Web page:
Americans may enjoy an early-summer surprise this year: Nice big checks from the U.S. government.
Republicans and Democrats have spent the last few weeks hammering out details of an economic stimulus plan, of which tax rebates are the centerpiece, intended to offer a much-needed boost to a U.S. economy weighed down by the mortgage and credit mess, a worsening housing slump and rising energy prices, among other factors.
According to the plan approved by Bush and the House—but, as of this writing, facing changes in the Senate—most Americans would receive $600, with couples getting $1,200. Those on the highest or lowest end of the income scale could expect $300 each, while families with children could receive $300 per child. The idea, of course, is simple: Put money in people’s pockets, then hope they spend it.
Jeremy Siegel says Americans are likely to do just that. But while the financial expert says the plan is likely to provide the economy with a one-time boost, he also says it’s no panacea, and may come at a long-term cost. “My feeling is that it will have some effect on the third quarter, at least,” says Siegel, the Russell E. Palmer Professor of Finance at the Wharton School. “The problem is that we want it now. Something like this works with a lag, so it’s nowhere near as effective [in the immediate term] as monetary policy.”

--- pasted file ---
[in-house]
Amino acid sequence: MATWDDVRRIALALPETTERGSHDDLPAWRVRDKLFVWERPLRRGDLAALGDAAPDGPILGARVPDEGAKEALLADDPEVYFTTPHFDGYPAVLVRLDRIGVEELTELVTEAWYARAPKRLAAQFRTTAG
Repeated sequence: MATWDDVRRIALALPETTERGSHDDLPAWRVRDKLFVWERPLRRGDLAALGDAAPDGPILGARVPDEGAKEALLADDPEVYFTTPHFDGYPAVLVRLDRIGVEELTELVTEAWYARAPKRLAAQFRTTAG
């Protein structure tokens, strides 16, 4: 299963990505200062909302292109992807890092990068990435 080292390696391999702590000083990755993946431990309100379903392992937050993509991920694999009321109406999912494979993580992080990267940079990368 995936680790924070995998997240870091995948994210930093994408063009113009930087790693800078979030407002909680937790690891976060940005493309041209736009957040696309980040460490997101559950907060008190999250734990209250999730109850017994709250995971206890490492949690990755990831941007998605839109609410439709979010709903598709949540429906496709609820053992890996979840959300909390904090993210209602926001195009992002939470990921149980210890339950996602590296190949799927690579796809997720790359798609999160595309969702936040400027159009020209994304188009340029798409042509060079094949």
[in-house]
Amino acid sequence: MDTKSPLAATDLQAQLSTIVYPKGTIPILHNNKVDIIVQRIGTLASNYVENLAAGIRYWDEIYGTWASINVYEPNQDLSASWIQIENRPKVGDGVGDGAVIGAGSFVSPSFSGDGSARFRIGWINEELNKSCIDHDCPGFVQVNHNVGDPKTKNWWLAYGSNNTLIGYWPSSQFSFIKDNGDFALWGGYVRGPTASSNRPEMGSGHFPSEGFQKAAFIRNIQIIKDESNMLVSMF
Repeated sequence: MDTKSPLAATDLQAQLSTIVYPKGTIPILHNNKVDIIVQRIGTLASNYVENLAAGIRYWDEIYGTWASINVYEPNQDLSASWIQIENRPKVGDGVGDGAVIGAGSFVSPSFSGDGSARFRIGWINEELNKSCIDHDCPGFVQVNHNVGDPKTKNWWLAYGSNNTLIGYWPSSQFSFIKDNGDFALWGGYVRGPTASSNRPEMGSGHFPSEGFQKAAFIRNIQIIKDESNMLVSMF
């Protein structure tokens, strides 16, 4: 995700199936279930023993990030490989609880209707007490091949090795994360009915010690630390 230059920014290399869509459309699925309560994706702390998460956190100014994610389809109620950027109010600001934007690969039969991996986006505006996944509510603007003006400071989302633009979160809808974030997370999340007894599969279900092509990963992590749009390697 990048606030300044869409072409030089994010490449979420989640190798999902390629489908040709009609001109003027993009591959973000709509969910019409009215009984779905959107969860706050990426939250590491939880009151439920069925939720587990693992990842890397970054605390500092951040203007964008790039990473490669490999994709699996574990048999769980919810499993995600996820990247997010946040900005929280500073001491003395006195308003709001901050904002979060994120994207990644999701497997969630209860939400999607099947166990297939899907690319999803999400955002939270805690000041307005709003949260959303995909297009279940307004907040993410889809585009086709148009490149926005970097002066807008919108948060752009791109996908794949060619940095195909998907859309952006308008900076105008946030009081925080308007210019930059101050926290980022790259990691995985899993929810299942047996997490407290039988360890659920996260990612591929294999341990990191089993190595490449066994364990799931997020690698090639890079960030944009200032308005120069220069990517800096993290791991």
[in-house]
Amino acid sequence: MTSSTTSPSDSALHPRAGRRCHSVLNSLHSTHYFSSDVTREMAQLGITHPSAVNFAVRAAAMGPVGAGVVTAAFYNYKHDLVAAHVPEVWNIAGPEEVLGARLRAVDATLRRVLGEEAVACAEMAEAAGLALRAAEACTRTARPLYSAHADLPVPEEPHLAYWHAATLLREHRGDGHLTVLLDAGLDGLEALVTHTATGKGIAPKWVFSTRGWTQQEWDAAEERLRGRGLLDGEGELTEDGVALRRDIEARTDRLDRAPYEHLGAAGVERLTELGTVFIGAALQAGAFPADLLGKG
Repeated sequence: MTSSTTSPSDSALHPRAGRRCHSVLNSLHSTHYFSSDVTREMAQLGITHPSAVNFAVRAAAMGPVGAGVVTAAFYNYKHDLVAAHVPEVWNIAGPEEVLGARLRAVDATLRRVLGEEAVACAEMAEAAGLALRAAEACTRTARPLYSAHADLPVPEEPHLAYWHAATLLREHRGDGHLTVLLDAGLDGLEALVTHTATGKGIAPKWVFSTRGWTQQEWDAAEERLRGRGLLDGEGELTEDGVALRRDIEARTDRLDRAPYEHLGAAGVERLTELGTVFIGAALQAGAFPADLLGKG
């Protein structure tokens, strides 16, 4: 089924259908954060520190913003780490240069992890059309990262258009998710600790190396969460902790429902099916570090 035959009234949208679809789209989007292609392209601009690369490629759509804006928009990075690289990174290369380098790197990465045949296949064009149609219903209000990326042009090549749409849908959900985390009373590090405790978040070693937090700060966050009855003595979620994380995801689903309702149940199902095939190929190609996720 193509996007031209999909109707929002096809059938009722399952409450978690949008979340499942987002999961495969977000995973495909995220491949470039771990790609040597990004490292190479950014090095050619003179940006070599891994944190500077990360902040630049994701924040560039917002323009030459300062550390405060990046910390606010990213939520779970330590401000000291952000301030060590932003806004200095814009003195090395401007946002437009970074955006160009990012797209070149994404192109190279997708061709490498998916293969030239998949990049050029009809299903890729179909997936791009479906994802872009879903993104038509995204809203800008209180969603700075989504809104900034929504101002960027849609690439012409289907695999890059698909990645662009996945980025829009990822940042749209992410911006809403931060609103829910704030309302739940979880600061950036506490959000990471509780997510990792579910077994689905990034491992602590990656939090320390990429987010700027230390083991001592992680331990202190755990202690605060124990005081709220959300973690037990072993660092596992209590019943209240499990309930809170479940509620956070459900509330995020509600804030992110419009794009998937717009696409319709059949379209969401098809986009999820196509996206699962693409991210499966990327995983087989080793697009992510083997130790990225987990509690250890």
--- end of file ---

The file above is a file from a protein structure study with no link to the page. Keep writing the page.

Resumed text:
Siegel says he still believes the U.S. economy can and will avoid a recession, though he adds that “slow growth” is likely.
That’s where the stimulus plan can help. Essentially, the checks should pump enough money into the economy to give it a 1 percent boost. Historically, similar packages have had just that kind of impact, Siegel says. But there are long-term considerations, too.
“This will provide a boost to spending,” he said. “But where is the money coming from? It’s coming from increasing the national debt. ... A tax rebate is essentially like taking a loan from yourself. … It does pose the danger of being a long-term drag, because eventually it will have to be paid back.”
As for the global meltdown, seen in late January, as overseas markets reacted to the growing U.S. malaise? Siegel says such a reaction is to be expected.
“The world economies and especially the financial markets are linked like never before,” Siegel says. “Optimism and pessimism flies through all of the markets. ... If the U.S. suffers a recession, nobody is immune.”
Originally published Feb. 7, 2008.
Originally published on February 7, 2008